The State of the Unions

The Congress of South Africa Trade Unions (COSATU) voted to expel the National Union of Metal Workers of South Africa (NUMSA) from the organisation following Numsa's withdrawal of support of the ANC and the SACP. Along with Cosatu they make up the Tripartite Alliance.

The split of South Africa's largest trade federation will have implications for the trade union movement and the role they play in SA politics, but to understand that you should know how big the unions are.

The size of unions in South Africa

There are 176 registered trade unions operating in South Africa. Together they represent 25% of the SA workforce with over 3 million members.

Cosatu is the largest of the federations with 1,8 million members from 21 affiliates.

Numsa was the largest affiliate in the federation with 338 000 members.

What unions do.

Unions principally represent members in negotiations with employers to ensure their workers are treated and paid fairly.

The main areas are:

  • Working conditions
  • Salaries, benefits and deductions

Cosatu was founded not only to look after workers' rights, but also as a means to challenge the Apartheid Government. Unions are still invested in addressing historical imbalances and so still play a political role. The split was in part because Numsa no longer believes the alliance with the ANC and the SACP are working politically for the benefit of workers.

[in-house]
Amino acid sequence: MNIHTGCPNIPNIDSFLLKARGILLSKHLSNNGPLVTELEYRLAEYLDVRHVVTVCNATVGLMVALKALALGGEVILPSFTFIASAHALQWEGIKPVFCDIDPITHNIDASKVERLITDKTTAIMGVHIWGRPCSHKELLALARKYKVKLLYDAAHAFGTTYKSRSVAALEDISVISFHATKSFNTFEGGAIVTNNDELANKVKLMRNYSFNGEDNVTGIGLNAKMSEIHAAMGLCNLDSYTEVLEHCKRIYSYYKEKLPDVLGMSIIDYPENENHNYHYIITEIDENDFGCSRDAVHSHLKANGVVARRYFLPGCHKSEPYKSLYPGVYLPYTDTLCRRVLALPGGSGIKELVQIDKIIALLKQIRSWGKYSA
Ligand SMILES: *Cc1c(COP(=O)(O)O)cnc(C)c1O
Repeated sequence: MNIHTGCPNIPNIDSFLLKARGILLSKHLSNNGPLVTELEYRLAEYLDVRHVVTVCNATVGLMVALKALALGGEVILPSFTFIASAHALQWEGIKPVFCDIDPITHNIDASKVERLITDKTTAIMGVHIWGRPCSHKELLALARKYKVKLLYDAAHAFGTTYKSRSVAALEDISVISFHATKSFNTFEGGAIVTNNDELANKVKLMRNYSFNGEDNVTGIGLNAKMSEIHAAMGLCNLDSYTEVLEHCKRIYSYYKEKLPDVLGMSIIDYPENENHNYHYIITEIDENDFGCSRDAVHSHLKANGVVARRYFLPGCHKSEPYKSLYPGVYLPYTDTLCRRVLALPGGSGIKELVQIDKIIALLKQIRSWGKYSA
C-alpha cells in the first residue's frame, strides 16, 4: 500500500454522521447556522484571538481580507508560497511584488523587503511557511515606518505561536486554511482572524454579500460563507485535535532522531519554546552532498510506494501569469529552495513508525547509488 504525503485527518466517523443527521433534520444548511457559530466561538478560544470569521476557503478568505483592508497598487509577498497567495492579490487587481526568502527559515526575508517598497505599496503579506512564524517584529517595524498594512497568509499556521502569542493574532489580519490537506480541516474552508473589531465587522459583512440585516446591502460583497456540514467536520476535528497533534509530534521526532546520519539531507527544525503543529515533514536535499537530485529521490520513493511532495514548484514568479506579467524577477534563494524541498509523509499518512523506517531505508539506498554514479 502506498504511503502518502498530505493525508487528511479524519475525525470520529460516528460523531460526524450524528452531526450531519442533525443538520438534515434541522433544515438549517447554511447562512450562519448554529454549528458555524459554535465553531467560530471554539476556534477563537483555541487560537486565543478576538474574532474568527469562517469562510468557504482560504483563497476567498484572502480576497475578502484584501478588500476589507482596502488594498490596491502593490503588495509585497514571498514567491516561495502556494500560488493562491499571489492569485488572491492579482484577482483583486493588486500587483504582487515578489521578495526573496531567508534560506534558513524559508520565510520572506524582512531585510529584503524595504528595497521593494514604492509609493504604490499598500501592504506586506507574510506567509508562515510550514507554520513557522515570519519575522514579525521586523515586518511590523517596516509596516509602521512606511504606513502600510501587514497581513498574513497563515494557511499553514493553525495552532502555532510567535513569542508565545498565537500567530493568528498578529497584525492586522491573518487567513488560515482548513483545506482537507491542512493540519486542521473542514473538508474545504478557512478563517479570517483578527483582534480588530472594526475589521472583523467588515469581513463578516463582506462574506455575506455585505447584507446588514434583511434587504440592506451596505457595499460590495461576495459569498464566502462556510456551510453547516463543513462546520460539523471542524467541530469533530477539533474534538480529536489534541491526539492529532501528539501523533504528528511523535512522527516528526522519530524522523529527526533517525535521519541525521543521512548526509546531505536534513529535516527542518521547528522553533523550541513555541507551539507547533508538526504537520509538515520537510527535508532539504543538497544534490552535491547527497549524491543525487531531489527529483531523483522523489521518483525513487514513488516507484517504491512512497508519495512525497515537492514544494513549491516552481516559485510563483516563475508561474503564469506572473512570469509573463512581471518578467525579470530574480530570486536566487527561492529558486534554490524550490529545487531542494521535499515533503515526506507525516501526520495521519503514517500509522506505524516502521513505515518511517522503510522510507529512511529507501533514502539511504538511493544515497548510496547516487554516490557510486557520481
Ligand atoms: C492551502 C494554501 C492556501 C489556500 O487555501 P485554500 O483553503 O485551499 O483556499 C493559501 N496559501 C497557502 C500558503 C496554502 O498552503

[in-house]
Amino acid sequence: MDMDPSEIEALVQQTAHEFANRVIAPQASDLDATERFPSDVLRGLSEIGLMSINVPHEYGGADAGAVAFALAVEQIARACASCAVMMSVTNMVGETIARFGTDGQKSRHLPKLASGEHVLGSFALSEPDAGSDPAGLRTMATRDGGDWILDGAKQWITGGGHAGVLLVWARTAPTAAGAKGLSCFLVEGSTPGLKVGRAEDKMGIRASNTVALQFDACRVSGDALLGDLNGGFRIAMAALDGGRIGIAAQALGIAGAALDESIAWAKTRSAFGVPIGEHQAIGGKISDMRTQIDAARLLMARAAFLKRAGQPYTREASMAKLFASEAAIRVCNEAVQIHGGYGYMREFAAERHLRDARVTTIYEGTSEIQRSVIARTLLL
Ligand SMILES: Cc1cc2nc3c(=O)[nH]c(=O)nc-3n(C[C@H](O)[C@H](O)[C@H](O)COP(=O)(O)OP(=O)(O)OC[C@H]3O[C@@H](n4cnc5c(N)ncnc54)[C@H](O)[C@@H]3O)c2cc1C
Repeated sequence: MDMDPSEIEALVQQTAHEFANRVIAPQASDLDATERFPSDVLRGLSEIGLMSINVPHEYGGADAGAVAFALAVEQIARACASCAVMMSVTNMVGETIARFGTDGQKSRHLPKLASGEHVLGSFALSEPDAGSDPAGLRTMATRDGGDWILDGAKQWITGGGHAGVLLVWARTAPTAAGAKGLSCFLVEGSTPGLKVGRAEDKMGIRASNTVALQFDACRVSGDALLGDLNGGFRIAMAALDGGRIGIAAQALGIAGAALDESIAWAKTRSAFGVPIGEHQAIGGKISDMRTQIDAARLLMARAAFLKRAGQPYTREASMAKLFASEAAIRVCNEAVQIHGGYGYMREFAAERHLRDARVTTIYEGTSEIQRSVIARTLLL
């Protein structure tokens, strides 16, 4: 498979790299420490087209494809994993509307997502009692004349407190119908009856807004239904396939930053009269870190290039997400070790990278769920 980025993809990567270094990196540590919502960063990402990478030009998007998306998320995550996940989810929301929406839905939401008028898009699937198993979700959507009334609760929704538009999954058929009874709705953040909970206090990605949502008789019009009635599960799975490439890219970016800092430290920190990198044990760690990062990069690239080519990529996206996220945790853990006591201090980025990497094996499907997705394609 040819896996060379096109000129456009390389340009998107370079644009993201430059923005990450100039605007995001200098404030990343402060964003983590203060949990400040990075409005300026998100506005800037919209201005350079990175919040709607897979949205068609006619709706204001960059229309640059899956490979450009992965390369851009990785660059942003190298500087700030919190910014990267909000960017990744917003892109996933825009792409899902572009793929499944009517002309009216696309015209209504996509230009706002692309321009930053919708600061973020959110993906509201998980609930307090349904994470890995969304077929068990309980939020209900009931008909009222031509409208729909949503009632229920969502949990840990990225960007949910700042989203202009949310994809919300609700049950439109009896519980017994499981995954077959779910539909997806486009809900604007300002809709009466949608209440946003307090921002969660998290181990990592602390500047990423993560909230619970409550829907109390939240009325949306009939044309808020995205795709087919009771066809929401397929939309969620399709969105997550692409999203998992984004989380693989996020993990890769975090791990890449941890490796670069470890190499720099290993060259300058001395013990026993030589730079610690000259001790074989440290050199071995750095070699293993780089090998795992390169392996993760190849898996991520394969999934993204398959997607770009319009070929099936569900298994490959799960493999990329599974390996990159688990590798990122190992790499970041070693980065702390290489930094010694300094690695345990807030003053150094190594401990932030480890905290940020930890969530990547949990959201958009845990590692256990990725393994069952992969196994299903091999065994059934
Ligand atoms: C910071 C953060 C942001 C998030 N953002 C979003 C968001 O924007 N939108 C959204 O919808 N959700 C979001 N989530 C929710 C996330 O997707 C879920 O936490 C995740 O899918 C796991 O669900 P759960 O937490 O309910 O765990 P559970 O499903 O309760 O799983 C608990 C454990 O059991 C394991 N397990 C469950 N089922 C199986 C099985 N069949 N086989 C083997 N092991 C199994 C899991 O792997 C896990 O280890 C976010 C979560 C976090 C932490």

The future of unions

Changes in the South African labour market has created a shift from traditional mining and manufacturing sectors making up most of the work force to include more and more retail and service related industries.

This does not change the potential for unions to operate but it does change who and why someone might join a union.

The mining unions have seen a shake up with the dominant National Union of Mineworkers (NUM) losing members to the Association of Mineworkers and Construction Union (AMCU). AMCU's more outspoken demands for higher wages during the strikes on the platinum belt last year would have played a role in that.

The complexities of not only the political situation but also the state of the economy will place pressure on unions. Depending on political affiliations, style of engagement with employers and the steady shift to information based occupations which makes collective bargaining more difficult, it would suggest that unions will have their work cut out attracting enough members to retain their negotiating power and earn enough dues to run the union effectively.


This article first appeared on 702 : The State of the Unions


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